NEW YORK (WABC) — No cases of coronavirus have been reported in New York, but state and city officials are taking the necessary steps in order to help residents should the situation change.
New York Governor Andrew Cuomo told an afternoon news conference that the state is preparing for the worst-case scenario as it does in these situations.
“I’ve said before, it’s highly probable that you will see a continuing spread of this virus. It’s highly probable that we will have people in New York state who test positive. New York is the front door, internationally,” he said.
Cuomo said the state would be taking a number of steps, including asking the legislature for an emergency supplement of $40 Million for the state health department. The Department of Health will also convene a meeting with local health departments to work out protocols if people must be quarantined. They will also be working with local hospitals, mass transit and airports.
The governor also put the situation in perspective, saying 17,000 people in the state had the flu last week.
“Yes we’re preparing. But this isn’t a situation that should cause undue fear,” he said.
Samples from 27 New Yorkers have been sent to the Centers for Disease Control and Prevention for testing, 26 have come back negative with one result still pending.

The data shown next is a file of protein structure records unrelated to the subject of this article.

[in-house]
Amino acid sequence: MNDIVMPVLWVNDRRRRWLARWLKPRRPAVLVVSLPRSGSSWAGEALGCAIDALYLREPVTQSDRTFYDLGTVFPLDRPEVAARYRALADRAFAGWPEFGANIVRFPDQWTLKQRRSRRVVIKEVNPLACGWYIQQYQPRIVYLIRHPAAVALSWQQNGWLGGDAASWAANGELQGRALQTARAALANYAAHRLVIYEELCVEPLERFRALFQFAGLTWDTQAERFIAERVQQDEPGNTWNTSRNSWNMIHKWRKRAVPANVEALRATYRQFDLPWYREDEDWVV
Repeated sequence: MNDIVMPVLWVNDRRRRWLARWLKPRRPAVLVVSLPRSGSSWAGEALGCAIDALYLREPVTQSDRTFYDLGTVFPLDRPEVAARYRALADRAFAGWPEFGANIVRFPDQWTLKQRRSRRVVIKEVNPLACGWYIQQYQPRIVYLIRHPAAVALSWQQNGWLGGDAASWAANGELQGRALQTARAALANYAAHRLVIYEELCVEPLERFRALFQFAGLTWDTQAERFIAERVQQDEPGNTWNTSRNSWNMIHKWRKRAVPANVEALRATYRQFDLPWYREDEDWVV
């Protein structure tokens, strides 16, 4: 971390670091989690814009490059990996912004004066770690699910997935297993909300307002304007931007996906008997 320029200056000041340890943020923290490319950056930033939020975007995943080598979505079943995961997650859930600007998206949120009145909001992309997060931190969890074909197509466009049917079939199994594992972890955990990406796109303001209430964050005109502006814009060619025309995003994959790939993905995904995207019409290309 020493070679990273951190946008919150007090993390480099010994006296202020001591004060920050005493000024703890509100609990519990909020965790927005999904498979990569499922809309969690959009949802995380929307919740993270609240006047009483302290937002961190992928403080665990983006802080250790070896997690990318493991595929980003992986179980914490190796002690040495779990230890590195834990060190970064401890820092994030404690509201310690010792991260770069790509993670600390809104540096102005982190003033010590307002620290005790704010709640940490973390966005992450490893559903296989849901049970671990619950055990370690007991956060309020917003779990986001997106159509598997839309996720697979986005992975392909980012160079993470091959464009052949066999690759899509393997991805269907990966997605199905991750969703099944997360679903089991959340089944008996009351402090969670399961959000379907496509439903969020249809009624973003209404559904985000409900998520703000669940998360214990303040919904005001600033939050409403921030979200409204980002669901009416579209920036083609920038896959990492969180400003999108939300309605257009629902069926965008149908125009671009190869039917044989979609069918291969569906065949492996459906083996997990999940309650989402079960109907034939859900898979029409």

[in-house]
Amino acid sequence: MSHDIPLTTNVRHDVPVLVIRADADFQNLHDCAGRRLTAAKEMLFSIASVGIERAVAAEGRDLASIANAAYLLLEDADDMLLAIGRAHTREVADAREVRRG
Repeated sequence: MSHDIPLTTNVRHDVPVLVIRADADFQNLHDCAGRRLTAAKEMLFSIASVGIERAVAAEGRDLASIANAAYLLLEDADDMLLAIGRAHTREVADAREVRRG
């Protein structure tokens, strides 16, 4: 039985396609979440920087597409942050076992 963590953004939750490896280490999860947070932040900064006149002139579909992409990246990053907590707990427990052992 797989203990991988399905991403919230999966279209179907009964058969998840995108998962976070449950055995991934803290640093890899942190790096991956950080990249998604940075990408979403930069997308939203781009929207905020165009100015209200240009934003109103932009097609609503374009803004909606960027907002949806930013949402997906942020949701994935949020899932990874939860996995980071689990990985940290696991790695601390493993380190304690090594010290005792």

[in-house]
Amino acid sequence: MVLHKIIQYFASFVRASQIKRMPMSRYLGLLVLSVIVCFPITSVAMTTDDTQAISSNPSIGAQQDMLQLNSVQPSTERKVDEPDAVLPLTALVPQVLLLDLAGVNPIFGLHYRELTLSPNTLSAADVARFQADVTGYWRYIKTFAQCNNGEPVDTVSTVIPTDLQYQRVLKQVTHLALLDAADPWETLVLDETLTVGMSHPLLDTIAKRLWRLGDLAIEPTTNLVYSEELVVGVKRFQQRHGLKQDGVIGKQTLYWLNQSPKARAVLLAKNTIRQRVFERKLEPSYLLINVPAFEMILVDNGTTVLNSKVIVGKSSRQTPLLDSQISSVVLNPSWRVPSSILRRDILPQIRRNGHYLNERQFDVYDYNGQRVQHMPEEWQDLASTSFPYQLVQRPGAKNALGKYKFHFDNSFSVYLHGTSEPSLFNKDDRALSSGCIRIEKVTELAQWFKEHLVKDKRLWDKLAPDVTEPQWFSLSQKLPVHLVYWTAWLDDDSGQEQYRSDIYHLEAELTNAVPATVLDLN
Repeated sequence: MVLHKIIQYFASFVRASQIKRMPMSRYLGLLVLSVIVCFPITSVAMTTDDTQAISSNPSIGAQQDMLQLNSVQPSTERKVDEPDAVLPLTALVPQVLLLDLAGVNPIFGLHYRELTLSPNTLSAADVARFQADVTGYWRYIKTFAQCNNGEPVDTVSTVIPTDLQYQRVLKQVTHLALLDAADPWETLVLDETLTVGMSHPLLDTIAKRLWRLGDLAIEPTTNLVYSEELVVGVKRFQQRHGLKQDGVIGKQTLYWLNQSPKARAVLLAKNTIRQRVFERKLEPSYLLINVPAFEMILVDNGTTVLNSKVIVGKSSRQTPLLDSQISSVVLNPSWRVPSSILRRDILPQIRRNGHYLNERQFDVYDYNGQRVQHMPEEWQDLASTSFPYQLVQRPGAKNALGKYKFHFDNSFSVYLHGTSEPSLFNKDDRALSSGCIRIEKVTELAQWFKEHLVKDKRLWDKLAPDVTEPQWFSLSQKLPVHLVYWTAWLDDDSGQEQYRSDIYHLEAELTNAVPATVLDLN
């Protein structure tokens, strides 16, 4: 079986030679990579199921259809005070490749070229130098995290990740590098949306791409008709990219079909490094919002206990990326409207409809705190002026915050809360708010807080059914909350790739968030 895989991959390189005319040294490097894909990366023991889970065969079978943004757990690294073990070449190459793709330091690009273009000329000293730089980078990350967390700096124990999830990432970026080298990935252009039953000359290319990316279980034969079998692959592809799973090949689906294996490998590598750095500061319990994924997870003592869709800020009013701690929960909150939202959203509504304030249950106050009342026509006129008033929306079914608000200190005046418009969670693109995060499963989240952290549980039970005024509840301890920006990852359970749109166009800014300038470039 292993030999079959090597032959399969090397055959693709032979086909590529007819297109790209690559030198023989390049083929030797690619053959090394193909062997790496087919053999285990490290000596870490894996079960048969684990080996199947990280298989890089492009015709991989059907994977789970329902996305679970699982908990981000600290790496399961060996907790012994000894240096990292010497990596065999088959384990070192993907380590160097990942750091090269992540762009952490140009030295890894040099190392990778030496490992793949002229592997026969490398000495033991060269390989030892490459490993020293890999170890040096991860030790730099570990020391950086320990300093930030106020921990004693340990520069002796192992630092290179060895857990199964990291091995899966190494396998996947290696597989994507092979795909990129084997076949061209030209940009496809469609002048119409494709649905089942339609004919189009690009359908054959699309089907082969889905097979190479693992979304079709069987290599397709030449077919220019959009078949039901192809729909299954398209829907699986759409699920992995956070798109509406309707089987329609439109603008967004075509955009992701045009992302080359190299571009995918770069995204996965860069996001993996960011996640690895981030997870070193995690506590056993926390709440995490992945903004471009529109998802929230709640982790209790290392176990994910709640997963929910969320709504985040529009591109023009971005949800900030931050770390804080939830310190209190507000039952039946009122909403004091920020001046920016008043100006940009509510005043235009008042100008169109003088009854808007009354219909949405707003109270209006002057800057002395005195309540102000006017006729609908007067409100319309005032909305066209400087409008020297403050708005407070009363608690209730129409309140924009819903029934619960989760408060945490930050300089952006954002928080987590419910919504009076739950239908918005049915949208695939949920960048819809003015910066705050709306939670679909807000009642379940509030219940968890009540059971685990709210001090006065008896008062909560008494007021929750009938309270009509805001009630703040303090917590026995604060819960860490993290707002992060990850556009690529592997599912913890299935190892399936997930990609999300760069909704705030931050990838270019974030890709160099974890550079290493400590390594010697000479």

The governor is also calling on the federal government to authorize the Wadsworth Center and NYC Public Health Lab to test for the virus, allowing for expanded testing capacity and expedited test results. New York State has independently worked to develop and validate a test using the CDC protocol.
The CDC on Tuesday warned the American public to prepare for an an outbreak of the disease, which has spawned more than 80,000 cases around the world but relatively few so far in the U.S.
There are thousands of confirmed cases in China, including cases outside of Wuhan and additional cases being identified in a growing number of countries internationally, including the United States.
The spread of the new coronavirus to Italy has led universities to reassess study abroad programs in the country, with many American schools this week calling their students back to the U.S.